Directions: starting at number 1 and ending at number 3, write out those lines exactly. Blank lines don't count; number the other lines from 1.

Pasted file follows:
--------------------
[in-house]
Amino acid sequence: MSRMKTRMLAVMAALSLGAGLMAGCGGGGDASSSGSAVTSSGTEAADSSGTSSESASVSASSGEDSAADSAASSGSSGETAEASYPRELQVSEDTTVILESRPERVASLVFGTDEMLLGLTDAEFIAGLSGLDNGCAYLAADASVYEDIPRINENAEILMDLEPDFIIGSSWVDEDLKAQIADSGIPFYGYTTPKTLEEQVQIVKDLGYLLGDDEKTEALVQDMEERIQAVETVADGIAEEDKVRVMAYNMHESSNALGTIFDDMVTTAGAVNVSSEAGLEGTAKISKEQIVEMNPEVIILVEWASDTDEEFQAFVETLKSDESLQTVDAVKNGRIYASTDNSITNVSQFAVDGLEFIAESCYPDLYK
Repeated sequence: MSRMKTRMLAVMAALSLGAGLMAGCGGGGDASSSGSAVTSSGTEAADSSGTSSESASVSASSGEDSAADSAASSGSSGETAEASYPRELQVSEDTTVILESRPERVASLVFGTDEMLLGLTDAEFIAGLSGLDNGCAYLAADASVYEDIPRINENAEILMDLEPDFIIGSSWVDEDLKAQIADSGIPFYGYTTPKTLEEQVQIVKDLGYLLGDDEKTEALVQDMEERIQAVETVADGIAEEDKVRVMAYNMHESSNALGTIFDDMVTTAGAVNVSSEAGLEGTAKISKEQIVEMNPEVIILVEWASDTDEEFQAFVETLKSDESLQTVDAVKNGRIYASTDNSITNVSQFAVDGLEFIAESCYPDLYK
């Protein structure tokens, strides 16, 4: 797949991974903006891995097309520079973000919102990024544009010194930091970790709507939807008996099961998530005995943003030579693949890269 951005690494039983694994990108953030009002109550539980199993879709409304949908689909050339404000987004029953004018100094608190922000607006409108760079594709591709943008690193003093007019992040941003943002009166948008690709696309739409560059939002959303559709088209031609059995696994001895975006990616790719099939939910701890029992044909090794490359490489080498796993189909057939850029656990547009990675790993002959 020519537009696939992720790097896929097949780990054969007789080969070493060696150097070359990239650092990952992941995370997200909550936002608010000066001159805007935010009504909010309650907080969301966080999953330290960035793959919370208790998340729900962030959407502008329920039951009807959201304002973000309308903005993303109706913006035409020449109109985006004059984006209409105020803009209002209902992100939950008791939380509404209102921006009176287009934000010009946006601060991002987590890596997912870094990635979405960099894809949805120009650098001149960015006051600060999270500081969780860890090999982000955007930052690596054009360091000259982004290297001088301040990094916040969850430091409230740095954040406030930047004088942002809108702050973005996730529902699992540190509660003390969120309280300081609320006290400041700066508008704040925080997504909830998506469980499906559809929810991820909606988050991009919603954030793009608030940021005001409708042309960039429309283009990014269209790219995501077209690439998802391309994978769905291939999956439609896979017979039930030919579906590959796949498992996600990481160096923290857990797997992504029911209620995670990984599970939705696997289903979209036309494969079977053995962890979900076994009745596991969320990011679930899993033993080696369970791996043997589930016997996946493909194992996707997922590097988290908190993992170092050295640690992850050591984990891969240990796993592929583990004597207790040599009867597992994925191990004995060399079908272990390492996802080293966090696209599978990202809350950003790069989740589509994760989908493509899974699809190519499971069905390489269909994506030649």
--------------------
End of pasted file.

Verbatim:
[in-house]
Amino acid sequence: MSRMKTRMLAVMAALSLGAGLMAGCGGGGDASSSGSAVTSSGTEAADSSGTSSESASVSASSGEDSAADSAASSGSSGETAEASYPRELQVSEDTTVILESRPERVASLVFGTDEMLLGLTDAEFIAGLSGLDNGCAYLAADASVYEDIPRINENAEILMDLEPDFIIGSSWVDEDLKAQIADSGIPFYGYTTPKTLEEQVQIVKDLGYLLGDDEKTEALVQDMEERIQAVETVADGIAEEDKVRVMAYNMHESSNALGTIFDDMVTTAGAVNVSSEAGLEGTAKISKEQIVEMNPEVIILVEWASDTDEEFQAFVETLKSDESLQTVDAVKNGRIYASTDNSITNVSQFAVDGLEFIAESCYPDLYK
Repeated sequence: MSRMKTRMLAVMAALSLGAGLMAGCGGGGDASSSGSAVTSSGTEAADSSGTSSESASVSASSGEDSAADSAASSGSSGETAEASYPRELQVSEDTTVILESRPERVASLVFGTDEMLLGLTDAEFIAGLSGLDNGCAYLAADASVYEDIPRINENAEILMDLEPDFIIGSSWVDEDLKAQIADSGIPFYGYTTPKTLEEQVQIVKDLGYLLGDDEKTEALVQDMEERIQAVETVADGIAEEDKVRVMAYNMHESSNALGTIFDDMVTTAGAVNVSSEAGLEGTAKISKEQIVEMNPEVIILVEWASDTDEEFQAFVETLKSDESLQTVDAVKNGRIYASTDNSITNVSQFAVDGLEFIAESCYPDLYK